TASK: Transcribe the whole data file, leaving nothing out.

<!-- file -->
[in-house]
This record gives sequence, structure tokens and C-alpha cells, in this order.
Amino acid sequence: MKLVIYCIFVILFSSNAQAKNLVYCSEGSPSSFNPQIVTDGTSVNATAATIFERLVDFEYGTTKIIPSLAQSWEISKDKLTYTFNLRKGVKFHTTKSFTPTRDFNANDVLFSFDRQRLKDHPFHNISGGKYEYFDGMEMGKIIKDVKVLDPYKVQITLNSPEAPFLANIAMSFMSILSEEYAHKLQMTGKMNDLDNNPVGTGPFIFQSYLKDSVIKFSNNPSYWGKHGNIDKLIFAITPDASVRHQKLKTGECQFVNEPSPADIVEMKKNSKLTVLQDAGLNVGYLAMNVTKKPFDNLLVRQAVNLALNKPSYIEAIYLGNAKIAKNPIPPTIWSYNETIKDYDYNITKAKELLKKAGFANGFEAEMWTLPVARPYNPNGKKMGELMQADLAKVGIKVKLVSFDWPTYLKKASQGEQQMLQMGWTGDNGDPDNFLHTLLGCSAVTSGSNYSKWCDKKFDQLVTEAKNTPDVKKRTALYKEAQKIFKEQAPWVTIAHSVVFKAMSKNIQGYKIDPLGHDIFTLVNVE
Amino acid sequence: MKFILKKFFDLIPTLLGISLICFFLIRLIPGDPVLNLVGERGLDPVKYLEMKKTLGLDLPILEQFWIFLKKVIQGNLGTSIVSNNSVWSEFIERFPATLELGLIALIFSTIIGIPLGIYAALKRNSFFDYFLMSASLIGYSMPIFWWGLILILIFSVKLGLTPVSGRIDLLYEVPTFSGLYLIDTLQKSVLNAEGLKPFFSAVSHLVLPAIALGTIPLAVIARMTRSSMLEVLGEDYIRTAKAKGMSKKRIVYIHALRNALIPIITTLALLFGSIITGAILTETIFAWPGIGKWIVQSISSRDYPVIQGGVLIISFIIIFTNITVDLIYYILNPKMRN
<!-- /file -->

[in-house]
This record gives sequence, structure tokens and C-alpha cells, in this order.
Amino acid sequence: MKLVIYCIFVILFSSNAQAKNLVYCSEGSPSSFNPQIVTDGTSVNATAATIFERLVDFEYGTTKIIPSLAQSWEISKDKLTYTFNLRKGVKFHTTKSFTPTRDFNANDVLFSFDRQRLKDHPFHNISGGKYEYFDGMEMGKIIKDVKVLDPYKVQITLNSPEAPFLANIAMSFMSILSEEYAHKLQMTGKMNDLDNNPVGTGPFIFQSYLKDSVIKFSNNPSYWGKHGNIDKLIFAITPDASVRHQKLKTGECQFVNEPSPADIVEMKKNSKLTVLQDAGLNVGYLAMNVTKKPFDNLLVRQAVNLALNKPSYIEAIYLGNAKIAKNPIPPTIWSYNETIKDYDYNITKAKELLKKAGFANGFEAEMWTLPVARPYNPNGKKMGELMQADLAKVGIKVKLVSFDWPTYLKKASQGEQQMLQMGWTGDNGDPDNFLHTLLGCSAVTSGSNYSKWCDKKFDQLVTEAKNTPDVKKRTALYKEAQKIFKEQAPWVTIAHSVVFKAMSKNIQGYKIDPLGHDIFTLVNVE
Amino acid sequence: MKFILKKFFDLIPTLLGISLICFFLIRLIPGDPVLNLVGERGLDPVKYLEMKKTLGLDLPILEQFWIFLKKVIQGNLGTSIVSNNSVWSEFIERFPATLELGLIALIFSTIIGIPLGIYAALKRNSFFDYFLMSASLIGYSMPIFWWGLILILIFSVKLGLTPVSGRIDLLYEVPTFSGLYLIDTLQKSVLNAEGLKPFFSAVSHLVLPAIALGTIPLAVIARMTRSSMLEVLGEDYIRTAKAKGMSKKRIVYIHALRNALIPIITTLALLFGSIITGAILTETIFAWPGIGKWIVQSISSRDYPVIQGGVLIISFIIIFTNITVDLIYYILNPKMRN